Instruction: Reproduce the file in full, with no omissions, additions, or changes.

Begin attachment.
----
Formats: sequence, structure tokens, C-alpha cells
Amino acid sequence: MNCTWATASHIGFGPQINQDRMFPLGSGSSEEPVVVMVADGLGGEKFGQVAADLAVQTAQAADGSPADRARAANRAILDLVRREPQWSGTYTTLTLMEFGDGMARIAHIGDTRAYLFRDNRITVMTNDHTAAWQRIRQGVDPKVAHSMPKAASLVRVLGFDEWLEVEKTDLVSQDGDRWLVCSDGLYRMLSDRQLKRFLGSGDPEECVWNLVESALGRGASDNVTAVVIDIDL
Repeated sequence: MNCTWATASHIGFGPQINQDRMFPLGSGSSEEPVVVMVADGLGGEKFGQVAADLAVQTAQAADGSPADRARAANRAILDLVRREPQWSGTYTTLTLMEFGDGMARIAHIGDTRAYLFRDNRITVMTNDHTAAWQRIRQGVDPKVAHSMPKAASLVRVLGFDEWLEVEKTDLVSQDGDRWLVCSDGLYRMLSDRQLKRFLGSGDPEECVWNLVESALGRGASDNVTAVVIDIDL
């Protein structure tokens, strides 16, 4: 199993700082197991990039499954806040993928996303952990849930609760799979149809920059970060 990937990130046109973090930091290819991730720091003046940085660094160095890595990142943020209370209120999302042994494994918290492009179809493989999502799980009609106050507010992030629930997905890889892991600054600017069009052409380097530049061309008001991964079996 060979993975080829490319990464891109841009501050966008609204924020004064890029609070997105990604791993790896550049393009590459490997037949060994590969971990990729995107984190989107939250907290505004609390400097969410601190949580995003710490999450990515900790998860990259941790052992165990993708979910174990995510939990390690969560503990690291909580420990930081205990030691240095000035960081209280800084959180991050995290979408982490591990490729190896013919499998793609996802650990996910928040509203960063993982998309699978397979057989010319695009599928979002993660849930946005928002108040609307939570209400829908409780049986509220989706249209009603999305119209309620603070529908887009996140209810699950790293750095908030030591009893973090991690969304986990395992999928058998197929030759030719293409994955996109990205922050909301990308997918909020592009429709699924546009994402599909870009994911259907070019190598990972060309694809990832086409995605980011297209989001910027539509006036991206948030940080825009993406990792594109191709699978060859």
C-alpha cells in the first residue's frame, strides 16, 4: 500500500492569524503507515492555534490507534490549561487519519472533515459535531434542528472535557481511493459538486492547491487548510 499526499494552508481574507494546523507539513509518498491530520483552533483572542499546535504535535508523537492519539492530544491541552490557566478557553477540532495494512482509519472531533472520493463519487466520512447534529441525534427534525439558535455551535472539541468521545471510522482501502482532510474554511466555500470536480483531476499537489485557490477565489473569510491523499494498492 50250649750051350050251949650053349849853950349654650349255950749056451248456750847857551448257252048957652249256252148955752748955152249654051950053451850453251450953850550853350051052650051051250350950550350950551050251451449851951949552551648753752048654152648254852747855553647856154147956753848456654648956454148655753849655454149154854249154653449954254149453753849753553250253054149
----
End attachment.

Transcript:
Formats: sequence, structure tokens, C-alpha cells
Amino acid sequence: MNCTWATASHIGFGPQINQDRMFPLGSGSSEEPVVVMVADGLGGEKFGQVAADLAVQTAQAADGSPADRARAANRAILDLVRREPQWSGTYTTLTLMEFGDGMARIAHIGDTRAYLFRDNRITVMTNDHTAAWQRIRQGVDPKVAHSMPKAASLVRVLGFDEWLEVEKTDLVSQDGDRWLVCSDGLYRMLSDRQLKRFLGSGDPEECVWNLVESALGRGASDNVTAVVIDIDL
Repeated sequence: MNCTWATASHIGFGPQINQDRMFPLGSGSSEEPVVVMVADGLGGEKFGQVAADLAVQTAQAADGSPADRARAANRAILDLVRREPQWSGTYTTLTLMEFGDGMARIAHIGDTRAYLFRDNRITVMTNDHTAAWQRIRQGVDPKVAHSMPKAASLVRVLGFDEWLEVEKTDLVSQDGDRWLVCSDGLYRMLSDRQLKRFLGSGDPEECVWNLVESALGRGASDNVTAVVIDIDL
């Protein structure tokens, strides 16, 4: 199993700082197991990039499954806040993928996303952990849930609760799979149809920059970060 990937990130046109973090930091290819991730720091003046940085660094160095890595990142943020209370209120999302042994494994918290492009179809493989999502799980009609106050507010992030629930997905890889892991600054600017069009052409380097530049061309008001991964079996 060979993975080829490319990464891109841009501050966008609204924020004064890029609070997105990604791993790896550049393009590459490997037949060994590969971990990729995107984190989107939250907290505004609390400097969410601190949580995003710490999450990515900790998860990259941790052992165990993708979910174990995510939990390690969560503990690291909580420990930081205990030691240095000035960081209280800084959180991050995290979408982490591990490729190896013919499998793609996802650990996910928040509203960063993982998309699978397979057989010319695009599928979002993660849930946005928002108040609307939570209400829908409780049986509220989706249209009603999305119209309620603070529908887009996140209810699950790293750095908030030591009893973090991690969304986990395992999928058998197929030759030719293409994955996109990205922050909301990308997918909020592009429709699924546009994402599909870009994911259907070019190598990972060309694809990832086409995605980011297209989001910027539509006036991206948030940080825009993406990792594109191709699978060859």
C-alpha cells in the first residue's frame, strides 16, 4: 500500500492569524503507515492555534490507534490549561487519519472533515459535531434542528472535557481511493459538486492547491487548510 499526499494552508481574507494546523507539513509518498491530520483552533483572542499546535504535535508523537492519539492530544491541552490557566478557553477540532495494512482509519472531533472520493463519487466520512447534529441525534427534525439558535455551535472539541468521545471510522482501502482532510474554511466555500470536480483531476499537489485557490477565489473569510491523499494498492 50250649750051350050251949650053349849853950349654650349255950749056451248456750847857551448257252048957652249256252148955752748955152249654051950053451850453251450953850550853350051052650051051250350950550350950551050251451449851951949552551648753752048654152648254852747855553647856154147956753848456654648956454148655753849655454149154854249154653449954254149453753849753553250253054149